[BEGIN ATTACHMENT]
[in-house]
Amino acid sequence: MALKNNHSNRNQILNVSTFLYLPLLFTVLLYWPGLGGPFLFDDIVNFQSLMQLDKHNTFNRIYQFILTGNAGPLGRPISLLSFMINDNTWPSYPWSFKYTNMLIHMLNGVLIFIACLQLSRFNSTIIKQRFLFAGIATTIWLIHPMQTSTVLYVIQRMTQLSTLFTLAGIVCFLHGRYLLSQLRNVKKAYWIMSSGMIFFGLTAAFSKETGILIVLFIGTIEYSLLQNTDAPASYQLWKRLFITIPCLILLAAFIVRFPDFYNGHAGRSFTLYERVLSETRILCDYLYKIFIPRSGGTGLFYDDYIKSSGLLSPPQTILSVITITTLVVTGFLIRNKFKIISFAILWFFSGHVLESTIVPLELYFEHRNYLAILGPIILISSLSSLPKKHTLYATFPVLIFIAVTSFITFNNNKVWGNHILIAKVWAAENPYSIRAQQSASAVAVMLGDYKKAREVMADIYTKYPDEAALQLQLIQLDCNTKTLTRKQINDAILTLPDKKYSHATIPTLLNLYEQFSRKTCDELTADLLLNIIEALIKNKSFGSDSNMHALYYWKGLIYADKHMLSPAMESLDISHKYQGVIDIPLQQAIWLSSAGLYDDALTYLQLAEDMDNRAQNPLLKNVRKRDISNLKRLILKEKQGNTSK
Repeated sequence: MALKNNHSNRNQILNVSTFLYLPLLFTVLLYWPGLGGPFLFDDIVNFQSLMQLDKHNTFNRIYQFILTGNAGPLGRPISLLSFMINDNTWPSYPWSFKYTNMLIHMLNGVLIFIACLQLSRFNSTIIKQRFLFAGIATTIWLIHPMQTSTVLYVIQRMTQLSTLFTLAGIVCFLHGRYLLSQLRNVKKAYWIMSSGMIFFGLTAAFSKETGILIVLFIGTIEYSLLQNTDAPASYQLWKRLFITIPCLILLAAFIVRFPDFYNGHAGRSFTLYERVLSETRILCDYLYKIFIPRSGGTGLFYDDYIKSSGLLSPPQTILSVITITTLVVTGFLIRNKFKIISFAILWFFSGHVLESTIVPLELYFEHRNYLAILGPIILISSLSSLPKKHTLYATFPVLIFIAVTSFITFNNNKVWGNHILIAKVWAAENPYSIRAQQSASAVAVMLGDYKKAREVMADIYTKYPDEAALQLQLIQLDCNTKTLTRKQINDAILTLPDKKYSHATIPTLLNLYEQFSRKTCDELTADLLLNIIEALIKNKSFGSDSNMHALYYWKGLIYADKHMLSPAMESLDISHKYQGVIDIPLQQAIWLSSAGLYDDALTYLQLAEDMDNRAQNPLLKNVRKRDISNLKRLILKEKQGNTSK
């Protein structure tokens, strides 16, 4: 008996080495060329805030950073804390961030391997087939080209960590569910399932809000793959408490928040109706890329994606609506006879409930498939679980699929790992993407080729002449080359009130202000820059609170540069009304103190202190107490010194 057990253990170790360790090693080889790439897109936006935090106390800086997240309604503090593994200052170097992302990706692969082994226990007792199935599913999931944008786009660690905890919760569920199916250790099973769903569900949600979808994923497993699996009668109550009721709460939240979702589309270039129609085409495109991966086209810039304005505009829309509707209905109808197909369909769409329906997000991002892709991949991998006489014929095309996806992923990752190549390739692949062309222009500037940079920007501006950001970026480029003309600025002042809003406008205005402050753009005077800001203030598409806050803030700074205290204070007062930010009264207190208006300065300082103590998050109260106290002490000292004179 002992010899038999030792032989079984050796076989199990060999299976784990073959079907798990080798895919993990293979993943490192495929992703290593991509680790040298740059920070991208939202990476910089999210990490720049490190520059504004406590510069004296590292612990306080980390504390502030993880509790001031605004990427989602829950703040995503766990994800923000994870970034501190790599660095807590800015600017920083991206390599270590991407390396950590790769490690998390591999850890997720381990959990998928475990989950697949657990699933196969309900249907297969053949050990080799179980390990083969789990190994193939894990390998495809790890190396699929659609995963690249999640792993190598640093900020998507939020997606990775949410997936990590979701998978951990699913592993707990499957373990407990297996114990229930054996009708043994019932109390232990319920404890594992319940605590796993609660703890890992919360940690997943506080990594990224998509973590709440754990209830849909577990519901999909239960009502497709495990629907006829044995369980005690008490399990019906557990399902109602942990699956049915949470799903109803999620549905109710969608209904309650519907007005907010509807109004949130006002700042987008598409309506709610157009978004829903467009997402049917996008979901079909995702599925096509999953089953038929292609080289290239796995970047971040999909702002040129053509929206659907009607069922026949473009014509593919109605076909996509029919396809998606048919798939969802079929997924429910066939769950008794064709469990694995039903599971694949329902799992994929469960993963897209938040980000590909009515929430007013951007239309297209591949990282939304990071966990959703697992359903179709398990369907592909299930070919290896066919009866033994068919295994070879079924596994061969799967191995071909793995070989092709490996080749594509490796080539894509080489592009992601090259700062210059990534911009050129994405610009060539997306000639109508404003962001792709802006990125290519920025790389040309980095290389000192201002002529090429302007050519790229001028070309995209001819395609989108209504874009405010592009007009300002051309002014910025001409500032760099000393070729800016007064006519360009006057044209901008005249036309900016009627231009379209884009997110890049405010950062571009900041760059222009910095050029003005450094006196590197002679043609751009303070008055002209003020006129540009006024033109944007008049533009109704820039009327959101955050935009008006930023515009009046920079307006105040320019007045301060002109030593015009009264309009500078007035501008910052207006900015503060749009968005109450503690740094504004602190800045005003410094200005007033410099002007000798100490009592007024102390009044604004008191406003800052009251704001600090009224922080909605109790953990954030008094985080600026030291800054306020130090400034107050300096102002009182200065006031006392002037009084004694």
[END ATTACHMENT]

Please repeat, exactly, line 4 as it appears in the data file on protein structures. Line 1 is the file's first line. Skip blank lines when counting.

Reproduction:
């Protein structure tokens, strides 16, 4: 008996080495060329805030950073804390961030391997087939080209960590569910399932809000793959408490928040109706890329994606609506006879409930498939679980699929790992993407080729002449080359009130202000820059609170540069009304103190202190107490010194 057990253990170790360790090693080889790439897109936006935090106390800086997240309604503090593994200052170097992302990706692969082994226990007792199935599913999931944008786009660690905890919760569920199916250790099973769903569900949600979808994923497993699996009668109550009721709460939240979702589309270039129609085409495109991966086209810039304005505009829309509707209905109808197909369909769409329906997000991002892709991949991998006489014929095309996806992923990752190549390739692949062309222009500037940079920007501006950001970026480029003309600025002042809003406008205005402050753009005077800001203030598409806050803030700074205290204070007062930010009264207190208006300065300082103590998050109260106290002490000292004179 002992010899038999030792032989079984050796076989199990060999299976784990073959079907798990080798895919993990293979993943490192495929992703290593991509680790040298740059920070991208939202990476910089999210990490720049490190520059504004406590510069004296590292612990306080980390504390502030993880509790001031605004990427989602829950703040995503766990994800923000994870970034501190790599660095807590800015600017920083991206390599270590991407390396950590790769490690998390591999850890997720381990959990998928475990989950697949657990699933196969309900249907297969053949050990080799179980390990083969789990190994193939894990390998495809790890190396699929659609995963690249999640792993190598640093900020998507939020997606990775949410997936990590979701998978951990699913592993707990499957373990407990297996114990229930054996009708043994019932109390232990319920404890594992319940605590796993609660703890890992919360940690997943506080990594990224998509973590709440754990209830849909577990519901999909239960009502497709495990629907006829044995369980005690008490399990019906557990399902109602942990699956049915949470799903109803999620549905109710969608209904309650519907007005907010509807109004949130006002700042987008598409309506709610157009978004829903467009997402049917996008979901079909995702599925096509999953089953038929292609080289290239796995970047971040999909702002040129053509929206659907009607069922026949473009014509593919109605076909996509029919396809998606048919798939969802079929997924429910066939769950008794064709469990694995039903599971694949329902799992994929469960993963897209938040980000590909009515929430007013951007239309297209591949990282939304990071966990959703697992359903179709398990369907592909299930070919290896066919009866033994068919295994070879079924596994061969799967191995071909793995070989092709490996080749594509490796080539894509080489592009992601090259700062210059990534911009050129994405610009060539997306000639109508404003962001792709802006990125290519920025790389040309980095290389000192201002002529090429302007050519790229001028070309995209001819395609989108209504874009405010592009007009300002051309002014910025001409500032760099000393070729800016007064006519360009006057044209901008005249036309900016009627231009379209884009997110890049405010950062571009900041760059222009910095050029003005450094006196590197002679043609751009303070008055002209003020006129540009006024033109944007008049533009109704820039009327959101955050935009008006930023515009009046920079307006105040320019007045301060002109030593015009009264309009500078007035501008910052207006900015503060749009968005109450503690740094504004602190800045005003410094200005007033410099002007000798100490009592007024102390009044604004008191406003800052009251704001600090009224922080909605109790953990954030008094985080600026030291800054306020130090400034107050300096102002009182200065006031006392002037009084004694």